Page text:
Skunk mating season stretches from February through the end of March, meaning residents may notice that familiar smell wafting through their neighborhoods, as well as increased sightings of skunks’ bushy black tails scurrying for cover.
When February rolls around, males will begin looking for females for breeding. They will travel up to 10 kilometers during mating season but generally travel only a kilometer or two.
The stink occurs when males try to court females who may not be “in the mood.” When that happens, female skunks generate an aroma to repel their rejected suitors. Fortunately, skunk romance only lasts a short time.
When a litter of babies will be born depends on when the mother was born and the harshness of the winter in the area. A mild winter with very little snow on the ground will bring out males in early February.
Harsher winters may postpone the emergence of males a few weeks toward March. Yearling female skunks, those that were born during the previous year, will not be ready to mate in February. Yearlings wait until March or April before they will accept a mate.
The gestation period for skunks is 60 to 75 days. Baby skunks are born in litters of one to fifteen kittens. Kittens conceived at the beginning of the mating cycle by older skunks in February will be born between by the beginning of May. Kittens born to yearling mothers conceived in April will be born at the end of June.
After mating, male skunks have little to do with the protection, feeding and rearing of young skunks. When striped skunks are born, they are mostly pink with faint black and white traces and very little to no fur. The babies are completely blind and do not open their eyes until they are three weeks old. The kits produce musk when they are only eight days old, but they are unable to spray intruders until they reach about three weeks old.
Rearing litters of kittens is entirely up to the female. After 2 to 3 months, the babies can be seen following their mother as she makes her nightly rounds in search of food.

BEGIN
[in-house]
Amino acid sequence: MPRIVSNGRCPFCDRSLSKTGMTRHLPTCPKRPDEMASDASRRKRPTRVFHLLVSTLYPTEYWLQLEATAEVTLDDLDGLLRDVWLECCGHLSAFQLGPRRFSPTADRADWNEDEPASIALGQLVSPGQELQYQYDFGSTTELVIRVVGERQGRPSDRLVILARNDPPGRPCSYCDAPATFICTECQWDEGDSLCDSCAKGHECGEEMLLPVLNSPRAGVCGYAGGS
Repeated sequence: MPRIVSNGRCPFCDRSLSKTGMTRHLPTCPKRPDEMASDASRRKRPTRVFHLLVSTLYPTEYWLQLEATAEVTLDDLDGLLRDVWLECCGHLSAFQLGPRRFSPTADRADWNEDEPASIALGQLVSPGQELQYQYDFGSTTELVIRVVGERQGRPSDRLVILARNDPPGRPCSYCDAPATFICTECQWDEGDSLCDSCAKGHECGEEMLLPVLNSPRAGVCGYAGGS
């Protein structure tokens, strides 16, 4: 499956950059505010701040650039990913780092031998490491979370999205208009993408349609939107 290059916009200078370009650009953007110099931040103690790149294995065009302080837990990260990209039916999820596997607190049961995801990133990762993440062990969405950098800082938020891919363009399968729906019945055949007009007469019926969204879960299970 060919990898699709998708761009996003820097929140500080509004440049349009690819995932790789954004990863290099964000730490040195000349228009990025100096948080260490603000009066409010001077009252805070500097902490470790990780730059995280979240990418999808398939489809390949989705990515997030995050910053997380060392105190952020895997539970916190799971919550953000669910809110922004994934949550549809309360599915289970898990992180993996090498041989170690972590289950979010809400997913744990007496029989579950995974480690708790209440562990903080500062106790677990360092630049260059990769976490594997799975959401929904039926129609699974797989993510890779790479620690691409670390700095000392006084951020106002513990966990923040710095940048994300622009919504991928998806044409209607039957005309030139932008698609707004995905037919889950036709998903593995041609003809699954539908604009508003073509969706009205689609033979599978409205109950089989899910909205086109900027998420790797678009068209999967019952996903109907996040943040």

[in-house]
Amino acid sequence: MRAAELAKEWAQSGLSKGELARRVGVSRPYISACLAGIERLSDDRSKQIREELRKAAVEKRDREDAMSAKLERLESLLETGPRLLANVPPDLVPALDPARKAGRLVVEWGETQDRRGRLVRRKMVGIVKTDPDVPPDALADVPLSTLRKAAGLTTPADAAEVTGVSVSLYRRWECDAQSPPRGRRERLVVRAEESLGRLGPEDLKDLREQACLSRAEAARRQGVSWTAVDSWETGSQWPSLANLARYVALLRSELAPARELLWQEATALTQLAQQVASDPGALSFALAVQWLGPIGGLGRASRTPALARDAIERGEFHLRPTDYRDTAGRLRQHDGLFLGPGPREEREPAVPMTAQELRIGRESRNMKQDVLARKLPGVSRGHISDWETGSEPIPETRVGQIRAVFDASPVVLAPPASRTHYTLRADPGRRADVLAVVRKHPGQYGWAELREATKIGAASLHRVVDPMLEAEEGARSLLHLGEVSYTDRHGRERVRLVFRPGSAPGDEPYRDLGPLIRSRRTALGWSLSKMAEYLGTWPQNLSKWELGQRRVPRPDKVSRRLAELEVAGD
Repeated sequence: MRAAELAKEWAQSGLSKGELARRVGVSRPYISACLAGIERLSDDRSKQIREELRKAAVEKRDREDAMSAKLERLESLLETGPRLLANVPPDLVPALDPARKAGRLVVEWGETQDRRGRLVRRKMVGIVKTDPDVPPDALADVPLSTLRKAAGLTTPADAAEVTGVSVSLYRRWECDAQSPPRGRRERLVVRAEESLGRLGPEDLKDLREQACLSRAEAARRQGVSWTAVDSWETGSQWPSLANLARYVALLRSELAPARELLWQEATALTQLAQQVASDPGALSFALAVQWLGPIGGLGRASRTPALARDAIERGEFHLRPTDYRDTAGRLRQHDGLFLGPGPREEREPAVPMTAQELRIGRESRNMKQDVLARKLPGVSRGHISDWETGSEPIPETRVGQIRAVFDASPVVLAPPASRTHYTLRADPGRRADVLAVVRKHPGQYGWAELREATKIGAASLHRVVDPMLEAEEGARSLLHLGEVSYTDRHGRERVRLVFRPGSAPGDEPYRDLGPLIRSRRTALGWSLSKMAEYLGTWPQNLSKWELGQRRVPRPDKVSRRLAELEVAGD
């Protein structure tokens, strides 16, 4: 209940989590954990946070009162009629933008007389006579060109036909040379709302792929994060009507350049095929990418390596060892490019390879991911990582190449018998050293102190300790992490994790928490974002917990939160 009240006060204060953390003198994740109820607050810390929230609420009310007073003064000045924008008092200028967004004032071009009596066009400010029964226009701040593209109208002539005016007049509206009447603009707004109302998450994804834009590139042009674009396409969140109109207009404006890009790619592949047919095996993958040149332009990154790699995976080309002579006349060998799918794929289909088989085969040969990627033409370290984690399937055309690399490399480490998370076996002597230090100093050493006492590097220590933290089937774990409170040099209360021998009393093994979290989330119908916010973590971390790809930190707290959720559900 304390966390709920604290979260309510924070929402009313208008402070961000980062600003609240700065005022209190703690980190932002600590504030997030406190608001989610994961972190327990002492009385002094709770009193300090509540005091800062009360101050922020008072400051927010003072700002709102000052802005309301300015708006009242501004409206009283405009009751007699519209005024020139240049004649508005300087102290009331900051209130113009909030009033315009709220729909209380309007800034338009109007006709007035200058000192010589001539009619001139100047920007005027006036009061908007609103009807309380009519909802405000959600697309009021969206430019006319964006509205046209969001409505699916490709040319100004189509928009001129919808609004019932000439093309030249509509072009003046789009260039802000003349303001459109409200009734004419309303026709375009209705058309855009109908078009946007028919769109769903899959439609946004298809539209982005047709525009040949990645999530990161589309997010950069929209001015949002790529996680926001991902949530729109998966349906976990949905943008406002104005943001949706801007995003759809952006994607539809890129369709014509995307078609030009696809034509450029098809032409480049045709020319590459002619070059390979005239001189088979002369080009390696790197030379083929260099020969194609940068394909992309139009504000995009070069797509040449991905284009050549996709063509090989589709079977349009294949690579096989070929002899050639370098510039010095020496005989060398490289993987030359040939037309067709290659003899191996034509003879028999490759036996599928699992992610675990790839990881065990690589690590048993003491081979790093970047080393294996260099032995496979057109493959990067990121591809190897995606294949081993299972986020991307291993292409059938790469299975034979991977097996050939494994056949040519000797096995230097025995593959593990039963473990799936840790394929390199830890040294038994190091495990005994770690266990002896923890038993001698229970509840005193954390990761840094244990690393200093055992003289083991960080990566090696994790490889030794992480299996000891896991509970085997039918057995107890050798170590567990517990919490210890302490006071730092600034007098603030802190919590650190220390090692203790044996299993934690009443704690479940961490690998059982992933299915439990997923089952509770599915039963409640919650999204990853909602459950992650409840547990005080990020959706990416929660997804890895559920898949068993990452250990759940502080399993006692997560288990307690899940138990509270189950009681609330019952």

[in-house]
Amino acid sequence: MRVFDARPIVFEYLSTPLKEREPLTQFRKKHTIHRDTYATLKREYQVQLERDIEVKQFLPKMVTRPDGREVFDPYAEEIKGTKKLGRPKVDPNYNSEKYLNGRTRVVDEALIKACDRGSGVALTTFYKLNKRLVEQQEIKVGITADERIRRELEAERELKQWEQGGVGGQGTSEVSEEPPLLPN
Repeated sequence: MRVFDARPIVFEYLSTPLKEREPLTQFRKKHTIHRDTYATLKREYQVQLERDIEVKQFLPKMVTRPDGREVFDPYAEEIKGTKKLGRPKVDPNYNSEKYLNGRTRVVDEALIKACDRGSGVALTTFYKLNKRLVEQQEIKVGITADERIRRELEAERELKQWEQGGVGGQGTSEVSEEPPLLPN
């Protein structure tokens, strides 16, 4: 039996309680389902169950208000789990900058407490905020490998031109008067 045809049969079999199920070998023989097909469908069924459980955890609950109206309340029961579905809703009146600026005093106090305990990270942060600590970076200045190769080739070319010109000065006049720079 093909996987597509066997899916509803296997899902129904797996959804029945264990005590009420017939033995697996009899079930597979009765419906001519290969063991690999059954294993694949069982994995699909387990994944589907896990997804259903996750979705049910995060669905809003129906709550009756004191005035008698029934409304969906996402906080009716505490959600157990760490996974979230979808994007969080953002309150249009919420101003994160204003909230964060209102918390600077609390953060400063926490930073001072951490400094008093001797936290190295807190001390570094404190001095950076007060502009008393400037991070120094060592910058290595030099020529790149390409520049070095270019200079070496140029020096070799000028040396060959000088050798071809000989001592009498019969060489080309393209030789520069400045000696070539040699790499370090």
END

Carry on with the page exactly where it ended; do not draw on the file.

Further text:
Mother skunks will rear their litters in their dens. Although skunks are not generally aggressive animals, they will become aggressive if they feel their babies are in danger, and will spray anything they see as a threat.
Skunks give warning signs before spraying like stamping front feet, a raised tail, hissing, and forward charges. The most prevalent warning of a skunk is twisting its hind end in the direction of whom or what it is threatening to spray.
Skunks are capable of breeding the spring following birth. The average lifespan of skunks is around 2 to 3.5 years, although they can occasionally live up to 7 years in the wild.
Skunks are excellent diggers, and like to make their dens in holes underground. A skunk living under a shed or deck from April to September should be assumed to be a mother
Skunks are excellent mothers and will move their babies to a new den site when frightened, but evicting a mother skunk always runs the risk that she might abandon or become separated from her babies.
Skedaddle Humane Wildlife Control’s wildlife technicians are specially trained in how to deal with skunks and their babies in a humane way, so they are not separated or put under undue amounts of stress. Common skunk den sites include sheds, decks, porches and steps.
Most baby animals are not mobile for several weeks to months after birth. That means the only way to humanely remove is by hand. This method is both effective and significantly reduces any chance of injuring them. Once the babies have been retrieved, they are placed inside a specially designed and heated reunion box. We then use heavy gauge steel screen to block off the entry point.
The baby reunion box is designed so that it can be placed near the entry point so their mom can come back and move them to one of her alternate den sites in the area.
If you think you have a skunk problem, call Skedaddle Humane Wildlife Control today.1-888-592-0387.
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